Another early adopter of Frontenac is Massbach Ridge Winery in Northwest Illinois near Galena. For Peggy Harmston of Massbach Ridge, 2013 is the tenth anniversary of making Frontenac. She started with 150 vines in 2000 and has three acres now.
Massbach Ridge makes two semi dry Frontenac wines. The first is Traumen, which is German for “dream.” It has 1.5% residual sugar and does not go through malolactic fermentation. Soft tannins give the wine a perception of sweetness, Harmston said.
Traumen won a Double Gold Medal at 2012 Illinois State Fair Wine Competition. “It’s a very popular wine,” Harmston says. “So popular that we’ve run out in some years.”
Her other Frontenac is called Massbach Reserve. It has only .4% residual sugar. Blending about 10% Foch helps balance Frontenac’s acidity in the Reserve wine, Harmston says.
Harmston lets Frontenac ferment on the skins for 3-5 days to get a rich color. “When I press it off, it’s almost done fermenting,” she says.
Making generalizations about Frontenac winemaking is difficult, Harmston says. She evaluates her grapes every year and then decides if measures like deacidification or aggressive cold stabilization are needed.
In the vineyard, Massbach Ridge has Frontenac on a singe wire trellis at just over five feet so the grapes are easy to pick.
Giving vigorous Frontenac vines room to spread is advised. Harmston keeps her vines about eight feet apart with 12 foot separations between rows.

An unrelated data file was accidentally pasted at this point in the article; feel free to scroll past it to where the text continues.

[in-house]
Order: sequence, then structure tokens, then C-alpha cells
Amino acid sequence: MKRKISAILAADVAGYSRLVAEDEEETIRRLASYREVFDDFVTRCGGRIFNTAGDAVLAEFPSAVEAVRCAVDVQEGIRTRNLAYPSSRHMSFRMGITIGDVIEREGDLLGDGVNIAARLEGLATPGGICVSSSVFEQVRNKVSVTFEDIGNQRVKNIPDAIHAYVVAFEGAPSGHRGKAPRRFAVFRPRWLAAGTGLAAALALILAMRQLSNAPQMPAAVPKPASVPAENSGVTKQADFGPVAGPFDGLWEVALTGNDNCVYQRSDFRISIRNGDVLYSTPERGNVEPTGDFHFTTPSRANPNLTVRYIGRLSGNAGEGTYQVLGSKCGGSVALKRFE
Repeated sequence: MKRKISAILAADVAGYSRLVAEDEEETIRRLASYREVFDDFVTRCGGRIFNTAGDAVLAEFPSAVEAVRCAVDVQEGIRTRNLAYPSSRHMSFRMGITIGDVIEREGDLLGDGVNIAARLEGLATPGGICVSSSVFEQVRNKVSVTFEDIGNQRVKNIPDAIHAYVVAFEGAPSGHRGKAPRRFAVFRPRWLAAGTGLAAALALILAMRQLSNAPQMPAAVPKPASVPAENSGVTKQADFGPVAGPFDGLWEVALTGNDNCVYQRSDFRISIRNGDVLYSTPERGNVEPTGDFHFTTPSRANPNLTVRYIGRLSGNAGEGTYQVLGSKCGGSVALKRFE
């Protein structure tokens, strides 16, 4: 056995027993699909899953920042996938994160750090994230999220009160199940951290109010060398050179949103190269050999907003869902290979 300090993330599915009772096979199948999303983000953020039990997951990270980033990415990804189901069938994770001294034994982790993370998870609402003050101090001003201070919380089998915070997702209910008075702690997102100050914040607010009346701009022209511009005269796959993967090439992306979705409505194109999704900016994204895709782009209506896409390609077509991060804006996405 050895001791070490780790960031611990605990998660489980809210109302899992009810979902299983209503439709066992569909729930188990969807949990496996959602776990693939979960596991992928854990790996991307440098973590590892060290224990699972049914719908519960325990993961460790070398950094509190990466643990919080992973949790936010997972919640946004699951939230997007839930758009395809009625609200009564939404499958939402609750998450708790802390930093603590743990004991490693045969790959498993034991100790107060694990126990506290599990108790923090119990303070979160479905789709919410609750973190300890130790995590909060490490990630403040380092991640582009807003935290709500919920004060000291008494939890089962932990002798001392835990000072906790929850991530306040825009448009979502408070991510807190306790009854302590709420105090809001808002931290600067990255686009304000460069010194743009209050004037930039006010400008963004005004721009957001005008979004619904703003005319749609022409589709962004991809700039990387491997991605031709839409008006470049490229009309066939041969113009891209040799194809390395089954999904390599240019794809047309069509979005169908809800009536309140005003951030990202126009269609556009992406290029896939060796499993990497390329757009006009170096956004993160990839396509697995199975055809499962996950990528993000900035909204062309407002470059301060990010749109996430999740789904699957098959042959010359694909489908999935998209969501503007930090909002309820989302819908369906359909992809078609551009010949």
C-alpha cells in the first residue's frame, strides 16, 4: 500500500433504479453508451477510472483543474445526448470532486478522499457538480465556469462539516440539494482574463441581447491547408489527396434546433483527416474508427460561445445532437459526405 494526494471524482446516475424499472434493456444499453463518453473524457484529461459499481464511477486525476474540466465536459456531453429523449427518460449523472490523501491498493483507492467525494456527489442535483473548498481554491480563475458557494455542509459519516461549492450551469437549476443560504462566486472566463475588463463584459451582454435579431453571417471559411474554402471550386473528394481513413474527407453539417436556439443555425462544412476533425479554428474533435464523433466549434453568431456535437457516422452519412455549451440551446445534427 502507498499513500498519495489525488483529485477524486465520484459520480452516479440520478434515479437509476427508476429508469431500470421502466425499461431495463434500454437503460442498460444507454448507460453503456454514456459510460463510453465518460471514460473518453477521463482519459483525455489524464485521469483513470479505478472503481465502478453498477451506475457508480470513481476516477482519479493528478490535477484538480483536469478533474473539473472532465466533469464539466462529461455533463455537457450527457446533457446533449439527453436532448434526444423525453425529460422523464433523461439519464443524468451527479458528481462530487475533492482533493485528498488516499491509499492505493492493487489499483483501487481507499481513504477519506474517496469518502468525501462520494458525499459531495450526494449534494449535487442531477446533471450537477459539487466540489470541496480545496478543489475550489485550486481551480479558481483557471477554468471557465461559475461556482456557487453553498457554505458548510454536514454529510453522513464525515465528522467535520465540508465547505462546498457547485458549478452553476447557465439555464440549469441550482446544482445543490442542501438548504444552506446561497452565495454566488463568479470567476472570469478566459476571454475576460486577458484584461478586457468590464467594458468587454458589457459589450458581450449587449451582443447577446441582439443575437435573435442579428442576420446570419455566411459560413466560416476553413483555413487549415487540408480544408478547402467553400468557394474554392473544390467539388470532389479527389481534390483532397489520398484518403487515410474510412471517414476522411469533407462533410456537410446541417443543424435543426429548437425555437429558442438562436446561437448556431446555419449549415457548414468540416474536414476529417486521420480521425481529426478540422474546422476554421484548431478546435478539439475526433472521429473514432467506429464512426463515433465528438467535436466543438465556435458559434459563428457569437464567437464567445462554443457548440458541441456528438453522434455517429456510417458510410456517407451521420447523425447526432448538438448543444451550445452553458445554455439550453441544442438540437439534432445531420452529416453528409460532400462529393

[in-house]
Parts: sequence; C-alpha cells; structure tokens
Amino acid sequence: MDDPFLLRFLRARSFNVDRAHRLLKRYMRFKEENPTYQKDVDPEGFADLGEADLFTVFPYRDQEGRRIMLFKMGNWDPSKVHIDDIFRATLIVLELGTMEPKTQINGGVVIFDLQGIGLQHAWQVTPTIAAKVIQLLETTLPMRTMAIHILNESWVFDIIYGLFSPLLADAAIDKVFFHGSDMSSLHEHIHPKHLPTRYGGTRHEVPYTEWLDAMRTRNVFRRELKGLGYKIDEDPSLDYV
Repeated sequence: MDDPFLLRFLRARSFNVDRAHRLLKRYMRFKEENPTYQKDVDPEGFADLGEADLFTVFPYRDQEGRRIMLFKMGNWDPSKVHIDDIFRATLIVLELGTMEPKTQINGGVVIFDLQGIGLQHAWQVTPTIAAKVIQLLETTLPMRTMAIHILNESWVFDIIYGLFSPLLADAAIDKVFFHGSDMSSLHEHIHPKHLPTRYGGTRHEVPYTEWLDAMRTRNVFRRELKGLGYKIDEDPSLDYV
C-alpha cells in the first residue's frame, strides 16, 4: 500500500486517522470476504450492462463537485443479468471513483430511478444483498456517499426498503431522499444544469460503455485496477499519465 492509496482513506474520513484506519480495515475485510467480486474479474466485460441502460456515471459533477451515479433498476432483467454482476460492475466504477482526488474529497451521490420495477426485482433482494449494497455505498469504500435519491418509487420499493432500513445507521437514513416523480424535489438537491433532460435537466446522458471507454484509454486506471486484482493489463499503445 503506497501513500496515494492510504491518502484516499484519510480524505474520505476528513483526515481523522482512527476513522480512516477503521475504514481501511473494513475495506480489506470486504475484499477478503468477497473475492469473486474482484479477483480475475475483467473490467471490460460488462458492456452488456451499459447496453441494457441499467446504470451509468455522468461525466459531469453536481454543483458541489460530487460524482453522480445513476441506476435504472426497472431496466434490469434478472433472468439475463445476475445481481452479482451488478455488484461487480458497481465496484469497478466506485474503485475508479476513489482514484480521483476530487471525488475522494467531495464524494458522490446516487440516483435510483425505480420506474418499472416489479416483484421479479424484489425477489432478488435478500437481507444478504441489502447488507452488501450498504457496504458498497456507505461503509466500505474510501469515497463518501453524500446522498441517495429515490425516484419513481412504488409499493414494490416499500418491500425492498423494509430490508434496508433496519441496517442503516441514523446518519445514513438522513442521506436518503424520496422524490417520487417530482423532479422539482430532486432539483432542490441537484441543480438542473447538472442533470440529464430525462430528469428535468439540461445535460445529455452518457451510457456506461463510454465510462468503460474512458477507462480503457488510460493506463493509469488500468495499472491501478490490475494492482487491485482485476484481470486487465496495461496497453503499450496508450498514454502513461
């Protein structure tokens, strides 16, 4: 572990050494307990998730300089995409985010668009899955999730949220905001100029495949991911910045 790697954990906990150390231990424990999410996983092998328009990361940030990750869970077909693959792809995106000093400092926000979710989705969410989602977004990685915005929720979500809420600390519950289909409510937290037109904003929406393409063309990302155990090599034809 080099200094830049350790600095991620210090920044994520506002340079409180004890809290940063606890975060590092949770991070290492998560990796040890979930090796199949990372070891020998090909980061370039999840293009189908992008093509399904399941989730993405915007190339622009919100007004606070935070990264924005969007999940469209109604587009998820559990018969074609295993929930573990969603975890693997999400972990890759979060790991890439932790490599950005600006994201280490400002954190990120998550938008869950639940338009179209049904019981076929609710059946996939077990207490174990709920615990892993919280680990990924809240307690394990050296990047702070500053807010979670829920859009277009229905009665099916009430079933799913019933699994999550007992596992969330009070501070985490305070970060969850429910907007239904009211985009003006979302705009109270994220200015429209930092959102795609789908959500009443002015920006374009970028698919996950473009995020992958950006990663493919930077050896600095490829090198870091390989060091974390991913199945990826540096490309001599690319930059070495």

According to Hemstad, Frontenac can be prone to over cropping. Dropping fruit is often necessary to achieve proper grape quality.
Acids will be more manageable if the clusters are exposed to sunlight, Hemstad says. Therefore, growers can expect to perform leaf pulling during the growing season.
Where the growing season is the shortest, Frontenac stands out the brightest. In regard to cold tolerance, all one really needs to know is that Minnesota winters don’t usually harm Frontenac.
One of the first Minnesota wineries to bottle Frontenac is St. Croix Vineyards near St. Paul Minnesota. According to Matt Scott at St. Croix, Frontenac is the winery’s top selling red wine. St. Croix Vineyard produces 1,000 to 1,500 gallons of dry Frontenac annually, and the winery also makes a Rosé and a Port from Frontenac.
Martin Polognioli, the production manager at Saint Croix explains, “We grow Frontenac on a high cordon trellis with one and two trunks. It’s a vigorous grower and fruit producer and does not require a lot of work once it is trained onto the trellis. Some hedging, shoot and leaf thinning is done in the summer to increase sun exposure.”
Polognioli uses oak in his style of Frontenac winemaking. “We age the Frontenac in barrels for about a year, sometimes a little longer. The barrels are American and hybrid (French-American) ranging from new to four or five years old.”
While Saint Croix Vineyards ages their Frontenac in oak barrels, Mary Mohn of Flower Valley Vineyard, located in Red Wing, Minnesota, aged their 2011 Frontenac in steel barrels. Steel barrels, are more economical and oak flavoring is added to each batch.
Years from now, we may look back at Frontenac as one of the University of Minnesota’s early attempts to create a cold tolerant red wine grape. Hemstad hinted that a new Frontenac may be in the works when he told Midwest Wine Press, “We have derivatives of different fruit that will be introduced in the future.”
In the meantime Frontenac continues to be one of the Midwest’s red foundation wines. It’s the second most widely planted red wine grape in both Wisconsin and Minnesota. (Marquette is #1.)
“In the upper Midwest, it seems like there’s always some new red grape of the future,” Larson of Snus Valley said. “Frontenac has a definite place here; it will survive and make good wine in this climate.”
Theresa Preston is currently a VESTA viticulture student She’s on a mission to enlighten others about the wonderful cold-hardy varietals of the Midwest!